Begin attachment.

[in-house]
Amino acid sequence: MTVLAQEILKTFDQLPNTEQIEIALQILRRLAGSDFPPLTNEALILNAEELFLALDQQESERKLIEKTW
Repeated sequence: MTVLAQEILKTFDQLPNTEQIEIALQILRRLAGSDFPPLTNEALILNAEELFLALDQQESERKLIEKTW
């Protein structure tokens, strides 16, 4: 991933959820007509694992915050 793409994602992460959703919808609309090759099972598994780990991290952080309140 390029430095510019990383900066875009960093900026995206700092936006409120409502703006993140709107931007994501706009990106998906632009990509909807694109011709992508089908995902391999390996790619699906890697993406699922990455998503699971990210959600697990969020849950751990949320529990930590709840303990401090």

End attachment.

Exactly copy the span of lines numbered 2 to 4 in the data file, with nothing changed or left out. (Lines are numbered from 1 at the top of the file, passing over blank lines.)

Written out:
Amino acid sequence: MTVLAQEILKTFDQLPNTEQIEIALQILRRLAGSDFPPLTNEALILNAEELFLALDQQESERKLIEKTW
Repeated sequence: MTVLAQEILKTFDQLPNTEQIEIALQILRRLAGSDFPPLTNEALILNAEELFLALDQQESERKLIEKTW
């Protein structure tokens, strides 16, 4: 991933959820007509694992915050 793409994602992460959703919808609309090759099972598994780990991290952080309140 390029430095510019990383900066875009960093900026995206700092936006409120409502703006993140709107931007994501706009990106998906632009990509909807694109011709992508089908995902391999390996790619699906890697993406699922990455998503699971990210959600697990969020849950751990949320529990930590709840303990401090």